What we told MPs at party conferencePosted: October 17, 2012 | |
Why it’s so important to write ‘disabled children’ into the Children and Families Bill
Today’s blog post is written by Laura Courtney, Campaign Manager at the Every Disabled Child Matters campaign (EDCM). EDCM is run by Contact a Family, the Council for Disabled Children, Mencap and the Special Education Consortium. It is hosted by the Council for Disabled Children.
EDCM is back from party conference. Spurred on by one thousand EDCM supporters emails to MPs, we braved monsoons, dodged throngs of protesters dressed as bees, and grabbed the attention of every Minister, MP, Peer, Councillor and party member we could get our hands on. Our aim was simple: to explain to each of the three main political parties why it is so important to write ‘disabled children’ into the Children and Families Bill.
The main question that the politicians we met were keen to discuss was: ‘How do we make the system simpler, so parents and young people don’t have to fight to get what they need?’
Well – what does makes the system simpler? Parents, young people and professionals tell us this: They need a clear framework which helps everyone to understand their role and to have a stake in success.
So, we want to make sure that all health, social care and education commissioners and practitioners understand that the Children and Families Bill relates to them and can help them to build a joint approach.
Even more importantly, we want to make sure that parents and young people can clearly see how services should work together to meet their needs.
For that reason, it MUST be clear that this Bill relates to children because they are disabled, as well as because they have a special educational need.
Children have special educational needs in relation to accessing education, but they have rights as disabled children that are much, much broader. These include the right to an assessment for social care services, rights to reasonable adjustments and access to universal services under the Equality Act, the right to sufficient local childcare and to short breaks, the list goes on and on.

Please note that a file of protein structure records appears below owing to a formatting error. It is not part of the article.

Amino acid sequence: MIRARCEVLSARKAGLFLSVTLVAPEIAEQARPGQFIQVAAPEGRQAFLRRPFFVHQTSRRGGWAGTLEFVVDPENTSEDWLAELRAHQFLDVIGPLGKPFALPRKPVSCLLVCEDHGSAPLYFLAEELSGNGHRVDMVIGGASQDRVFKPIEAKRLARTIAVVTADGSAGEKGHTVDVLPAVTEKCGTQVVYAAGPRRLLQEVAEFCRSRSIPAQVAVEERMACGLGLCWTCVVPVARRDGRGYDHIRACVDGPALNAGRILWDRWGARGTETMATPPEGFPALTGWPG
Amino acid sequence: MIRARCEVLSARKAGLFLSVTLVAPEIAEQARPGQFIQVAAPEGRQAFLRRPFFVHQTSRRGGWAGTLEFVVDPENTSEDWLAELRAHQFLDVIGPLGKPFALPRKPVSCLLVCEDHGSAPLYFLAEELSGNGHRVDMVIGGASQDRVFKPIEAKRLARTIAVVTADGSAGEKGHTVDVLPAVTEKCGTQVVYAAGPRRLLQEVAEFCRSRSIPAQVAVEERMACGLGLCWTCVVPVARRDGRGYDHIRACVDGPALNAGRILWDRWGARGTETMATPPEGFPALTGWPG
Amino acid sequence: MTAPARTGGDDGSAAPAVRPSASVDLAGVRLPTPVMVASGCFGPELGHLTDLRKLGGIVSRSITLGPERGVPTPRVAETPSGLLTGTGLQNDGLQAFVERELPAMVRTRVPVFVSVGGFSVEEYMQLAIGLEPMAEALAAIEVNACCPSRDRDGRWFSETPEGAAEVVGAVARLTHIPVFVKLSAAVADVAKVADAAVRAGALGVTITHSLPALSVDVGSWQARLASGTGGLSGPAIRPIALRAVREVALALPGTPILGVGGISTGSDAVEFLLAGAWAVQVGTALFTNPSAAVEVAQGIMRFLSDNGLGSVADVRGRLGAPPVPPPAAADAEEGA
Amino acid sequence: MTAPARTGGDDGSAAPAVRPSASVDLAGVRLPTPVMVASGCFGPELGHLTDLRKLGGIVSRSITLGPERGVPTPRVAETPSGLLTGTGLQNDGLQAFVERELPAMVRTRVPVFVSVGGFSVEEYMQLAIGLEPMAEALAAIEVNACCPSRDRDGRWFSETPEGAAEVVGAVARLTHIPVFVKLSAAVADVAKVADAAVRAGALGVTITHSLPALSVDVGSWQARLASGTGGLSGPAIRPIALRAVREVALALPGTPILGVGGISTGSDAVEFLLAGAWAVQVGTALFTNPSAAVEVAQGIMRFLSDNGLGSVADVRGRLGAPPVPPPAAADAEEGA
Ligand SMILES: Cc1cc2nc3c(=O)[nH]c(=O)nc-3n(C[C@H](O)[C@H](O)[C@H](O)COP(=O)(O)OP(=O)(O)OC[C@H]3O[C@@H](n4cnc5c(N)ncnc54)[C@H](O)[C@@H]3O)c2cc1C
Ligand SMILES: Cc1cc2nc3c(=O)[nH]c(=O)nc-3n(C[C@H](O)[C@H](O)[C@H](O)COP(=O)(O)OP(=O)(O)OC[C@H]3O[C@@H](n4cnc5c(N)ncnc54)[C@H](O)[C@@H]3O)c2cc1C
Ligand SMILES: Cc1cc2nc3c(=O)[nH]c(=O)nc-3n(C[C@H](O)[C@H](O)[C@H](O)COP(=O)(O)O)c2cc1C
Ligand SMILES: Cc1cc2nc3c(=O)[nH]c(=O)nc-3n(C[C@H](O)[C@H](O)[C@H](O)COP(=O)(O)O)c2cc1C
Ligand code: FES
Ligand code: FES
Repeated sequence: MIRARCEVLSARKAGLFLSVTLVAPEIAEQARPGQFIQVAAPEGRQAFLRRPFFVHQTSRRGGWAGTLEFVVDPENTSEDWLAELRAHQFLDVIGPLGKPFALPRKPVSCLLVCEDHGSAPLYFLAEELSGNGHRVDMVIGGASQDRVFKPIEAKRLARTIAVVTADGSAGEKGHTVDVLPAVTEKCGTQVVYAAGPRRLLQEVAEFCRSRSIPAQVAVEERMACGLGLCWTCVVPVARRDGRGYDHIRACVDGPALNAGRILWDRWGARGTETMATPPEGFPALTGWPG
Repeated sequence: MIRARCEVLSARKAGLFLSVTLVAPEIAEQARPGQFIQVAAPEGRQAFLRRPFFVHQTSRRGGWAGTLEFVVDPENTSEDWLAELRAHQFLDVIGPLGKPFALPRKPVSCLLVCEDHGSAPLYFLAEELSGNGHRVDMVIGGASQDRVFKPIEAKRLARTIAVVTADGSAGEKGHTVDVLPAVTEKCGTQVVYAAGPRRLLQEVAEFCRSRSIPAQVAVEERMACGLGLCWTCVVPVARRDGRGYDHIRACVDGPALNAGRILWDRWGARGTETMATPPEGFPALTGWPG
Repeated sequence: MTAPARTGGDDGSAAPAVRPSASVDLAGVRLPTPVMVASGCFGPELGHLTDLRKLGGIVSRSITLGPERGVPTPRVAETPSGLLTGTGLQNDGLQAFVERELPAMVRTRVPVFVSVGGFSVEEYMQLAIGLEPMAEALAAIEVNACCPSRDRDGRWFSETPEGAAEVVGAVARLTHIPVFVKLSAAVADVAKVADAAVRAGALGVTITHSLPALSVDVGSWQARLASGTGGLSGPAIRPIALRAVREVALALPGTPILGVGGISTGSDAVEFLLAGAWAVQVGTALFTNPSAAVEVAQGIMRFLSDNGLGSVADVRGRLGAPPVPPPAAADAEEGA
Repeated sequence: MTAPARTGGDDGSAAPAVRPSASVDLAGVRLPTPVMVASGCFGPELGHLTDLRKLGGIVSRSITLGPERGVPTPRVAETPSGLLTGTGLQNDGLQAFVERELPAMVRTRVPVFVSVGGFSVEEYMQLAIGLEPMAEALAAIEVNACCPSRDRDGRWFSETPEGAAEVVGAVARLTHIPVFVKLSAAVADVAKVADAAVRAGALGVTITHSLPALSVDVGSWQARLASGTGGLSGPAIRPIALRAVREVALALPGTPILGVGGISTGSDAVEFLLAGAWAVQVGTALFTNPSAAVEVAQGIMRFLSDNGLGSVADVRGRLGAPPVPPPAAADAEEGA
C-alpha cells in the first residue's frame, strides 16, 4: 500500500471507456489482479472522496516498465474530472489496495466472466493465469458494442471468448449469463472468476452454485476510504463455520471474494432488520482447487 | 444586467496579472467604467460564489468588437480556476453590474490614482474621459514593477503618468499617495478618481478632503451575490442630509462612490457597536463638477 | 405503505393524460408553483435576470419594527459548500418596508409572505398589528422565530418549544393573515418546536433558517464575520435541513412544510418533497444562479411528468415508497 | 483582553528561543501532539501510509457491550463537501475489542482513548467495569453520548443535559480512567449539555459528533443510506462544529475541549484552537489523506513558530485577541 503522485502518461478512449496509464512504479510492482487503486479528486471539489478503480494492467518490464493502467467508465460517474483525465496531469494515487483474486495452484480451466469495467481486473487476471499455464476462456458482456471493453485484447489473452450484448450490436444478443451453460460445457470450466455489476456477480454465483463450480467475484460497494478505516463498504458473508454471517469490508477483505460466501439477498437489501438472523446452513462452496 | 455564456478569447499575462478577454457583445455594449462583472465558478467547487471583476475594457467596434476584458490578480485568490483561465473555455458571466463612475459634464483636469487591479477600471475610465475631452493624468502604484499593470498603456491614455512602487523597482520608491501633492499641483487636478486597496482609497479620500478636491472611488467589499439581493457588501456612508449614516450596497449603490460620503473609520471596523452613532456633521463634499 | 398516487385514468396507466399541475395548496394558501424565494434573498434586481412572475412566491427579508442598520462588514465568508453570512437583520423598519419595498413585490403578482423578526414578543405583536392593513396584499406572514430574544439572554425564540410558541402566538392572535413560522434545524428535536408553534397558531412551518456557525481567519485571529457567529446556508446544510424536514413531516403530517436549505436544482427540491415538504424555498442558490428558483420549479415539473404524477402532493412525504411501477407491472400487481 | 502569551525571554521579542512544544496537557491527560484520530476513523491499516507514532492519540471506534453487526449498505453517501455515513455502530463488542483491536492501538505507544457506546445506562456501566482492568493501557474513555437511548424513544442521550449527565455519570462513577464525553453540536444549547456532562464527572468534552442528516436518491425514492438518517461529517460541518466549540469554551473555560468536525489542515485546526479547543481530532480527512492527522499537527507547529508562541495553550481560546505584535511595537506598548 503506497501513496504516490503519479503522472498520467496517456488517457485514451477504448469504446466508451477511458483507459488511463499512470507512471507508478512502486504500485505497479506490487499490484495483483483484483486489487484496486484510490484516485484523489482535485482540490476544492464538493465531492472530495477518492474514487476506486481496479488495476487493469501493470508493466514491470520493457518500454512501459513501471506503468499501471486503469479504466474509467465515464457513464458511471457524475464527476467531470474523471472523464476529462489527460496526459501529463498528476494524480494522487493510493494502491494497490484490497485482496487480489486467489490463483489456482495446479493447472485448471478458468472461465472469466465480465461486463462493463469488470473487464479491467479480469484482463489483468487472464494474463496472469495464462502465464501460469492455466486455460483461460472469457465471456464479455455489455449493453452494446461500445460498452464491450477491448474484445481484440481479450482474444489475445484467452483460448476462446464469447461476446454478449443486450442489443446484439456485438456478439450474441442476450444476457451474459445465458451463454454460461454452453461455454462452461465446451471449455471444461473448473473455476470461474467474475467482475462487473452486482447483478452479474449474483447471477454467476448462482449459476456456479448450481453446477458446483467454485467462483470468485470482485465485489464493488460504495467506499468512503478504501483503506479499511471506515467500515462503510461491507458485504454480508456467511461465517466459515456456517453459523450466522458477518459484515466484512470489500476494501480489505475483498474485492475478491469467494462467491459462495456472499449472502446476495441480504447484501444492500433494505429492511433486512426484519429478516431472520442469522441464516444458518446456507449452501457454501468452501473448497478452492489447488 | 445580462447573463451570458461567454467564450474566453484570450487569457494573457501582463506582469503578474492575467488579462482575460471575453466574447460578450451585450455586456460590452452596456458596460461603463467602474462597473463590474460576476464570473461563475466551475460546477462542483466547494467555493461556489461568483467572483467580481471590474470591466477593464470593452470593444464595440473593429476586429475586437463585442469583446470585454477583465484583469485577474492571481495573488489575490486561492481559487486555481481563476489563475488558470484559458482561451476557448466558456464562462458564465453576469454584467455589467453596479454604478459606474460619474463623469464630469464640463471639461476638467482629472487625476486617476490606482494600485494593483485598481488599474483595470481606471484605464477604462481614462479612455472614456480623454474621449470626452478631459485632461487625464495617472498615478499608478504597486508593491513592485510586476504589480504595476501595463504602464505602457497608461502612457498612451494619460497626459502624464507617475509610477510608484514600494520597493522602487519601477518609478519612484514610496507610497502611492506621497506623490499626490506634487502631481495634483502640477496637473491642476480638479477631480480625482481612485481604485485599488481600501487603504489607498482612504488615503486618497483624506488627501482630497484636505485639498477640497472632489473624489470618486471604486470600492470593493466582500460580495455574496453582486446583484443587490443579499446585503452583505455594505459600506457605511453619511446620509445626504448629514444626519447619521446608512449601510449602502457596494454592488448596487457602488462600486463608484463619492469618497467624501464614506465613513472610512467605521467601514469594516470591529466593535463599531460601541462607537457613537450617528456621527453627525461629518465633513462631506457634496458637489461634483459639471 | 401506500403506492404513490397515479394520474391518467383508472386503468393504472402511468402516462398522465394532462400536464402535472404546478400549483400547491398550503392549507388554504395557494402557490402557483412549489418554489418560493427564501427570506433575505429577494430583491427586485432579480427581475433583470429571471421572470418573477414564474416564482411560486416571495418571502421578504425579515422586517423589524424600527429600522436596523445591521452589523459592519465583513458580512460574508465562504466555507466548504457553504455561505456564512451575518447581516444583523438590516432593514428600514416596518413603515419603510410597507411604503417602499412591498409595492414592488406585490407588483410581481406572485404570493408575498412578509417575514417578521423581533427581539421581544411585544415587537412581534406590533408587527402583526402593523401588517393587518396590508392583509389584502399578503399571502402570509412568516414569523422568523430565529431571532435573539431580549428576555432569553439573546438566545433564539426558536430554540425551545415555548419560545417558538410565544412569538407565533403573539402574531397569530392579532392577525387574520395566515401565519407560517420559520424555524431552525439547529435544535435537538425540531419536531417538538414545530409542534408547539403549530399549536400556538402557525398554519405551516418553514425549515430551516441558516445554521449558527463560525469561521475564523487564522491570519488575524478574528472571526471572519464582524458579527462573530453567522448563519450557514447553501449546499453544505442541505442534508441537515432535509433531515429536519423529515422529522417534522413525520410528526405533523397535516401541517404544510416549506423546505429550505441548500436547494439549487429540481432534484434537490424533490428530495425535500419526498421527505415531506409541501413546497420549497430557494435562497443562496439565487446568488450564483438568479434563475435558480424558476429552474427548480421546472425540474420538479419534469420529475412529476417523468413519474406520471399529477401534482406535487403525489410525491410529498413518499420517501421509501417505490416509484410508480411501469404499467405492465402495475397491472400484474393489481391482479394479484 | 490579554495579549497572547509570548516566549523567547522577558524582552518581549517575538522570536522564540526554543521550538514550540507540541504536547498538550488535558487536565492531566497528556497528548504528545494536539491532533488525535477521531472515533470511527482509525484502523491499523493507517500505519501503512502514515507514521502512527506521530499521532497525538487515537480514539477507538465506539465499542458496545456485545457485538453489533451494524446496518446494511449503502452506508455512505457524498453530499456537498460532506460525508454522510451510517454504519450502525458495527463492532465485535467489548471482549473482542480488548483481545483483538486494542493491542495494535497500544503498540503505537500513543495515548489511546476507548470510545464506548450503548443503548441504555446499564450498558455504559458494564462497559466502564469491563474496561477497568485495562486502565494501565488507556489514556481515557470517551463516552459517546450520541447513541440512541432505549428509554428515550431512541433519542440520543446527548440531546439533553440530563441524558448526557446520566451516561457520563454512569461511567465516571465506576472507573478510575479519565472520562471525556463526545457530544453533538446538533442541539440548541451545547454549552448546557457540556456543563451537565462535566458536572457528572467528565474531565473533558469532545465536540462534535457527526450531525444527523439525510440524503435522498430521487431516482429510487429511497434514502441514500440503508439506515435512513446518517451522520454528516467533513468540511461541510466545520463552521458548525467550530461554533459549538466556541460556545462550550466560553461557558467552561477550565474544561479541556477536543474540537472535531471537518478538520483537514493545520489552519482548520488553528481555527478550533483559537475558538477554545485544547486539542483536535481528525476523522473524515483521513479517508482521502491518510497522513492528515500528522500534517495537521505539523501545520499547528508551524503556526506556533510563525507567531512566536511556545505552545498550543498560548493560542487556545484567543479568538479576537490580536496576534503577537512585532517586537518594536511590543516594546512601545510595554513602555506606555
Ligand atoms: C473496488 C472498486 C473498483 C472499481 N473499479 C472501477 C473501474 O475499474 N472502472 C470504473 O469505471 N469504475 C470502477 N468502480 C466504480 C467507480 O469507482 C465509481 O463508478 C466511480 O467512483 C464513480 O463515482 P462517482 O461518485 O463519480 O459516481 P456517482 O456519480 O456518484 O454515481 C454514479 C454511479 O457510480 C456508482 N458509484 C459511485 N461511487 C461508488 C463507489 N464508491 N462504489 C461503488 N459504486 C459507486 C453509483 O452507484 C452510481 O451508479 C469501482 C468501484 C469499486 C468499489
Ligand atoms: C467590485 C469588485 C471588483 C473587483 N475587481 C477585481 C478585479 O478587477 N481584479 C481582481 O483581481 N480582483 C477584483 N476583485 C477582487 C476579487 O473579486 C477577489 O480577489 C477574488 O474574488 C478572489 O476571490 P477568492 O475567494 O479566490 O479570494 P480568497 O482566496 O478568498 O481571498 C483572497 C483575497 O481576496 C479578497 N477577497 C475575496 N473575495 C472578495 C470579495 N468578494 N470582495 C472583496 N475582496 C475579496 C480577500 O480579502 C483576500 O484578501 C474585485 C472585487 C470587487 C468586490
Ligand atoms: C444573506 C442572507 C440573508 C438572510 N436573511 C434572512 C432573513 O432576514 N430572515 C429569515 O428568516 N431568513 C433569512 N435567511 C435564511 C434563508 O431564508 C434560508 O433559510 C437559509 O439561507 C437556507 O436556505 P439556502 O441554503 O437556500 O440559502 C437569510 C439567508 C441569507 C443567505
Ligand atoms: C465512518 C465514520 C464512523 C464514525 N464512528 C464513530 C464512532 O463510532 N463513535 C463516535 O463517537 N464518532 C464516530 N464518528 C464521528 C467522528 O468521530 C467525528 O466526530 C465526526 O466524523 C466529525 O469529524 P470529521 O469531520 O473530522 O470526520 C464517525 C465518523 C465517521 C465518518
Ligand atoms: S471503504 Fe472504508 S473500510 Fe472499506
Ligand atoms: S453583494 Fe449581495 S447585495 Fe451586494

Commissioners and practitioners understand local SEN in relationship to education commissioning, but when they are commissioning for health and social care, they do so for disabled children.
This Children and Families Bill presents an historic opportunity to bring these two sets of rights and processes together. There is no need for an extra price tag, it is about making the law clearer for those who use it.
We are very afraid of the unintended consequences that will occur if the Bill appears only to relate to accessing education. These could make the divisions between health, social and education even stronger, and cause further confusion on the ground. Parents and young people tell us that, when services are confused, the battles get harder and they lose vital support.
At the Party Conferences, MPs, Peers, Councillors and members of all parties quickly understood where EDCM was coming from, and promised to speak out in Parliament and in their local areas on our behalf. We very much hope this means they will help us to work with Edward Timpson MP and the Department for Education to make this simple but crucial improvement to the Bill.
We welcome your thoughts on Laura’s blog Please leave a comment below and Laura or someone in the EDCM team will get back to you. All comments are moderated and must obey our house rules. Thanks!